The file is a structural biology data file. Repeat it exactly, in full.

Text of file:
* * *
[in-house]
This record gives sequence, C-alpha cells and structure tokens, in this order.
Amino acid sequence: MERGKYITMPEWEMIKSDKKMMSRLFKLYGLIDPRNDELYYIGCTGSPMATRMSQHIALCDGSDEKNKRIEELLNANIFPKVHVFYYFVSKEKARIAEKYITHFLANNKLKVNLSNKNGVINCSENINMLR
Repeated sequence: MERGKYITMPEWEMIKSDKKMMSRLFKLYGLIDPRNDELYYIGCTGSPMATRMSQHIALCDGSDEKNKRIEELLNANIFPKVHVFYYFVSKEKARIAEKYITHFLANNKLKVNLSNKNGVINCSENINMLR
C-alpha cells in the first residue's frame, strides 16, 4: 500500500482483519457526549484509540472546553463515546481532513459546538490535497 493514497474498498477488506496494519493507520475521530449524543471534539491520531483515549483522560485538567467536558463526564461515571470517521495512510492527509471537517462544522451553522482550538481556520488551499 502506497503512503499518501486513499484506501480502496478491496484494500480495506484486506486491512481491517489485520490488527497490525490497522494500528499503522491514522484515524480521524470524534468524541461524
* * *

[in-house]
This record gives sequence, C-alpha cells and structure tokens, in this order.
Amino acid sequence: MERGKYITMPEWEMIKSDKKMMSRLFKLYGLIDPRNDELYYIGCTGSPMATRMSQHIALCDGSDEKNKRIEELLNANIFPKVHVFYYFVSKEKARIAEKYITHFLANNKLKVNLSNKNGVINCSENINMLR
Repeated sequence: MERGKYITMPEWEMIKSDKKMMSRLFKLYGLIDPRNDELYYIGCTGSPMATRMSQHIALCDGSDEKNKRIEELLNANIFPKVHVFYYFVSKEKARIAEKYITHFLANNKLKVNLSNKNGVINCSENINMLR
C-alpha cells in the first residue's frame, strides 16, 4: 500500500482483519457526549484509540472546553463515546481532513459546538490535497 493514497474498498477488506496494519493507520475521530449524543471534539491520531483515549483522560485538567467536558463526564461515571470517521495512510492527509471537517462544522451553522482550538481556520488551499 502506497503512503499518501486513499484506501480502496478491496484494500480495506484486506486491512481491517489485520490488527497490525490497522494500528499503522491514522484515524480521524470524534468524541461524